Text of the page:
Court shields IRAs from bankruptcy seizure
The Supreme Court ruled yesterday that people who are bankrupt can keep the money they have saved in their Individual Retirement Accounts...
WASHINGTON — The Supreme Court ruled yesterday that people who are bankrupt can keep the money they have saved in their Individual Retirement Accounts.
The unanimous decision throws a financial lifeline to the growing number of older Americans who are overwhelmed by debt after losing a job or getting hit by extraordinary costs for health care.
Last year, about 1.56 million people filed for personal bankruptcy, compared with 875,000 a decade earlier. In 2003, bankruptcy filings hit 1.63 million.
When people file for bankruptcy, their creditors are entitled to seize their assets in order to collect on their debts. This includes money held in a savings account.
But certain assets, such as the debtor's house and car, typically are shielded from seizure under bankruptcy laws. The federal statute also shields the bankrupt person's pension and similar plans that provide money "on account of age."
For the Supreme Court, the question was whether an IRA is more like a pension or a savings account.
The justices decided the IRA was more akin to a pension because account holders can withdraw the money penalty-free only if they are at least 59 ½ years old. Moreover, an IRA, like a pension, "provides income that substitutes for wage," said Justice Clarence Thomas, writing for the court.
The ruling affects 15 states, including Washington, that do not have their own laws protecting IRAs.
The case involves Richard and Betty Jo Rousey of Berryville, Ark., who accumulated $55,000 in company-sponsored pension and 401(k) plans at Northrop Grumman Corp. before he took early retirement in 1998. When Betty Jo Rousey was laid off a month later, they were obliged to roll the funds over to IRAs.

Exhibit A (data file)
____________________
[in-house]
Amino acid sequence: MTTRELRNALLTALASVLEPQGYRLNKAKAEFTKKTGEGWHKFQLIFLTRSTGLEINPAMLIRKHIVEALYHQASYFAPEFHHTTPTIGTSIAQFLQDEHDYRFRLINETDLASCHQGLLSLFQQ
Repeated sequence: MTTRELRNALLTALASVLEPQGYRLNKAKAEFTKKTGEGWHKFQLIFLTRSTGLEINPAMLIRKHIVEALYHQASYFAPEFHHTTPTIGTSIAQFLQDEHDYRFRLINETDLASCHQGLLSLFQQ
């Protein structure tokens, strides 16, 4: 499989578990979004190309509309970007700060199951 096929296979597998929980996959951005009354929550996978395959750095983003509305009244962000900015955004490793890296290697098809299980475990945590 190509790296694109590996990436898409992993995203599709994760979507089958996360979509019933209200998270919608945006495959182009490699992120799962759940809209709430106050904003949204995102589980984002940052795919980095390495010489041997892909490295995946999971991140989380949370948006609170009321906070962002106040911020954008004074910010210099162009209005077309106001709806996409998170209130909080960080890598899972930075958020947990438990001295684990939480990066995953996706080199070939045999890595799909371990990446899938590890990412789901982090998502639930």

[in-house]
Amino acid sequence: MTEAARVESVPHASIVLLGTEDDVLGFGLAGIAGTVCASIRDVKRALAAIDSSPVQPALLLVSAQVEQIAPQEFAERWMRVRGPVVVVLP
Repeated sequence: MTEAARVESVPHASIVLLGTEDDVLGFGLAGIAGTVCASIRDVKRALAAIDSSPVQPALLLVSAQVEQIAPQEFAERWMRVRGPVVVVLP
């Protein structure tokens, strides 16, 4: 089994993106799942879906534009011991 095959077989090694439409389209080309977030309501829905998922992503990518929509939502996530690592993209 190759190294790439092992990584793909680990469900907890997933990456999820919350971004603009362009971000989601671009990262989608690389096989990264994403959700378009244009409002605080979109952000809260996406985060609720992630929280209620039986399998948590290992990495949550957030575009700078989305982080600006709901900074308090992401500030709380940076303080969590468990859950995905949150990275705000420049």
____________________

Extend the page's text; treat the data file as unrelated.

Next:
The Rouseys have been unable to hold down new jobs, partly because of his chronic back pain, according to their lawyers. Richard, 60, and Betty Jo, 57, now live on $2,000 a month.
Once they filed for bankruptcy, Jill Jacoway, the trustee for their creditors, moved to seize the money in their IRAs; a bankruptcy judge and the U.S. court of appeals in St. Louis agreed the money must go to their creditors.
But the Supreme Court ruled Congress intended to shield IRAs from seizure during bankruptcy.
"Today's decision is important because it provides assurance that a family's financial bumps in the road will not keep them from having modest additional means — beyond Social Security — to help them cope with the many financial pressures of aging," said Patricia Kaeding, a lawyer in Madison, Wis., who filed a friend-of-the court brief on behalf of AARP and in support of the Rouseys.
Yesterday's ruling is consistent with the terms of a bankruptcy-revision bill in Congress that is near final approval.
The legislation has drawn attention because it will make it harder for bankrupt people with incomes above the median wage in their state to escape their debts. One provision in the bill shields from seizure "retirements funds ... that are exempt from taxation," such as an IRA.
Current federal law says debtors may shield their pensions and retirement funds from creditors only to the extent that the money is "reasonably necessary for the support of the debtor" and dependents.
The pending bill drops this provision and says simply that retirement funds are shielded from being seized when a debtor files for bankruptcy. The bill has already passed the Senate; the House is expected to give its final approval this week.
When vice president of Sub Pop Records Megan Jasper isn't running things at the office, she's working in her garden at her West Seattle home where she and her husband Brian spend time relaxing.